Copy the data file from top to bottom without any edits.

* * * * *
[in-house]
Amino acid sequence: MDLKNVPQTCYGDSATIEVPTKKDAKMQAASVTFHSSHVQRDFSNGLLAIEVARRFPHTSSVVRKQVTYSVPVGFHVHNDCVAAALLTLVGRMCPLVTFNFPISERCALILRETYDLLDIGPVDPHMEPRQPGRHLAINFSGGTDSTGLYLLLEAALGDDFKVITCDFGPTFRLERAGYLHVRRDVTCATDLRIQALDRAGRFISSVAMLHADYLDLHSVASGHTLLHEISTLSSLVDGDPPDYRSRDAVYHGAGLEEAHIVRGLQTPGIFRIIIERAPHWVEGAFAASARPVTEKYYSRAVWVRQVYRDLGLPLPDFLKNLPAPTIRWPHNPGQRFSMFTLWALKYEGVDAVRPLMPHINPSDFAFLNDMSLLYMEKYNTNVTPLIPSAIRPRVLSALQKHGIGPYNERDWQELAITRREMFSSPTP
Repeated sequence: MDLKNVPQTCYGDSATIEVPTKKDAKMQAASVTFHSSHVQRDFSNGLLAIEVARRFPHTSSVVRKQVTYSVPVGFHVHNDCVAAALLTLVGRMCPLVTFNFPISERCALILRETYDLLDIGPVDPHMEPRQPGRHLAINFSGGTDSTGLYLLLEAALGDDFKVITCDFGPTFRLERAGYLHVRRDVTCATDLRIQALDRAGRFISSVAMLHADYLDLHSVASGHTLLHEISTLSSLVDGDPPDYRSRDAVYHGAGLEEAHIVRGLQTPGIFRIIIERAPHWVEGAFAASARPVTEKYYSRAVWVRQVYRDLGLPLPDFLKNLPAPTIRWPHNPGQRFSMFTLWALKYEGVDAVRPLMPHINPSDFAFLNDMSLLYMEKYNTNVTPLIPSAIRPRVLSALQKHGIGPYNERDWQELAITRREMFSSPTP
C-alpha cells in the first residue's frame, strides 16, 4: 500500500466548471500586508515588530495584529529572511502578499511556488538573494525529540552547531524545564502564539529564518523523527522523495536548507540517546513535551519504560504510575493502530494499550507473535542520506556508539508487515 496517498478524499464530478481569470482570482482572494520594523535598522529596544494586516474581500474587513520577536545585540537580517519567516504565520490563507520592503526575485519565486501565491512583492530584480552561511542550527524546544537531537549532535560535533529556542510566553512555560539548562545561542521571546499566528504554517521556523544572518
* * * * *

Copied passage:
[in-house]
Amino acid sequence: MDLKNVPQTCYGDSATIEVPTKKDAKMQAASVTFHSSHVQRDFSNGLLAIEVARRFPHTSSVVRKQVTYSVPVGFHVHNDCVAAALLTLVGRMCPLVTFNFPISERCALILRETYDLLDIGPVDPHMEPRQPGRHLAINFSGGTDSTGLYLLLEAALGDDFKVITCDFGPTFRLERAGYLHVRRDVTCATDLRIQALDRAGRFISSVAMLHADYLDLHSVASGHTLLHEISTLSSLVDGDPPDYRSRDAVYHGAGLEEAHIVRGLQTPGIFRIIIERAPHWVEGAFAASARPVTEKYYSRAVWVRQVYRDLGLPLPDFLKNLPAPTIRWPHNPGQRFSMFTLWALKYEGVDAVRPLMPHINPSDFAFLNDMSLLYMEKYNTNVTPLIPSAIRPRVLSALQKHGIGPYNERDWQELAITRREMFSSPTP
Repeated sequence: MDLKNVPQTCYGDSATIEVPTKKDAKMQAASVTFHSSHVQRDFSNGLLAIEVARRFPHTSSVVRKQVTYSVPVGFHVHNDCVAAALLTLVGRMCPLVTFNFPISERCALILRETYDLLDIGPVDPHMEPRQPGRHLAINFSGGTDSTGLYLLLEAALGDDFKVITCDFGPTFRLERAGYLHVRRDVTCATDLRIQALDRAGRFISSVAMLHADYLDLHSVASGHTLLHEISTLSSLVDGDPPDYRSRDAVYHGAGLEEAHIVRGLQTPGIFRIIIERAPHWVEGAFAASARPVTEKYYSRAVWVRQVYRDLGLPLPDFLKNLPAPTIRWPHNPGQRFSMFTLWALKYEGVDAVRPLMPHINPSDFAFLNDMSLLYMEKYNTNVTPLIPSAIRPRVLSALQKHGIGPYNERDWQELAITRREMFSSPTP
C-alpha cells in the first residue's frame, strides 16, 4: 500500500466548471500586508515588530495584529529572511502578499511556488538573494525529540552547531524545564502564539529564518523523527522523495536548507540517546513535551519504560504510575493502530494499550507473535542520506556508539508487515 496517498478524499464530478481569470482570482482572494520594523535598522529596544494586516474581500474587513520577536545585540537580517519567516504565520490563507520592503526575485519565486501565491512583492530584480552561511542550527524546544537531537549532535560535533529556542510566553512555560539548562545561542521571546499566528504554517521556523544572518